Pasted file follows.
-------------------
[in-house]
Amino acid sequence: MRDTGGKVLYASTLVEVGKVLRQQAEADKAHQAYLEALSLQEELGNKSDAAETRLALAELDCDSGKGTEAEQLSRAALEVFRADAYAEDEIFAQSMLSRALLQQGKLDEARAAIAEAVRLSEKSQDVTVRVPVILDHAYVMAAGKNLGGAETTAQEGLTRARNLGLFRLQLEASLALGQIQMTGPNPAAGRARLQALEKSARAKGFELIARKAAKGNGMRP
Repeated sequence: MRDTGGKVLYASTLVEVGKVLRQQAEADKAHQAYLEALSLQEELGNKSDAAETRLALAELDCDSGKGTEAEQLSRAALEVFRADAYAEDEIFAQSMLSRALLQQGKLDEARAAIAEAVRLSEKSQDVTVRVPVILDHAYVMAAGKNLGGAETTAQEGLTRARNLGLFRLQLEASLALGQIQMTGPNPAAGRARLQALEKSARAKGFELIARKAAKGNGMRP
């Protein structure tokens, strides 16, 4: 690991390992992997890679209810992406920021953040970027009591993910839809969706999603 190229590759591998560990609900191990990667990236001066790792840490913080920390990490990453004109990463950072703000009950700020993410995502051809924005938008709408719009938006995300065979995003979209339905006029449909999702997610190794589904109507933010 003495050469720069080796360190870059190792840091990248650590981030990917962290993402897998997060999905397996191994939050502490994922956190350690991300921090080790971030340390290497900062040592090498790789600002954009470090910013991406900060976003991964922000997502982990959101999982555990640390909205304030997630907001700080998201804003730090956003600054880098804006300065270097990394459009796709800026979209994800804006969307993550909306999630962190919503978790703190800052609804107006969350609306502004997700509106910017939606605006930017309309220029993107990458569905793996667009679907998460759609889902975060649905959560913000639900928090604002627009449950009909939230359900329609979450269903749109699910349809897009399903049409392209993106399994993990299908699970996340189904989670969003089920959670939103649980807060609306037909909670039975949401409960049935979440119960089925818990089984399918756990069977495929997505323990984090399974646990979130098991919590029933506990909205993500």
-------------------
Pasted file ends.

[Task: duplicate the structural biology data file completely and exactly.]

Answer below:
[in-house]
Amino acid sequence: MRDTGGKVLYASTLVEVGKVLRQQAEADKAHQAYLEALSLQEELGNKSDAAETRLALAELDCDSGKGTEAEQLSRAALEVFRADAYAEDEIFAQSMLSRALLQQGKLDEARAAIAEAVRLSEKSQDVTVRVPVILDHAYVMAAGKNLGGAETTAQEGLTRARNLGLFRLQLEASLALGQIQMTGPNPAAGRARLQALEKSARAKGFELIARKAAKGNGMRP
Repeated sequence: MRDTGGKVLYASTLVEVGKVLRQQAEADKAHQAYLEALSLQEELGNKSDAAETRLALAELDCDSGKGTEAEQLSRAALEVFRADAYAEDEIFAQSMLSRALLQQGKLDEARAAIAEAVRLSEKSQDVTVRVPVILDHAYVMAAGKNLGGAETTAQEGLTRARNLGLFRLQLEASLALGQIQMTGPNPAAGRARLQALEKSARAKGFELIARKAAKGNGMRP
């Protein structure tokens, strides 16, 4: 690991390992992997890679209810992406920021953040970027009591993910839809969706999603 190229590759591998560990609900191990990667990236001066790792840490913080920390990490990453004109990463950072703000009950700020993410995502051809924005938008709408719009938006995300065979995003979209339905006029449909999702997610190794589904109507933010 003495050469720069080796360190870059190792840091990248650590981030990917962290993402897998997060999905397996191994939050502490994922956190350690991300921090080790971030340390290497900062040592090498790789600002954009470090910013991406900060976003991964922000997502982990959101999982555990640390909205304030997630907001700080998201804003730090956003600054880098804006300065270097990394459009796709800026979209994800804006969307993550909306999630962190919503978790703190800052609804107006969350609306502004997700509106910017939606605006930017309309220029993107990458569905793996667009679907998460759609889902975060649905959560913000639900928090604002627009449950009909939230359900329609979450269903749109699910349809897009399903049409392209993106399994993990299908699970996340189904989670969003089920959670939103649980807060609306037909909670039975949401409960049935979440119960089925818990089984399918756990069977495929997505323990984090399974646990979130098991919590029933506990909205993500």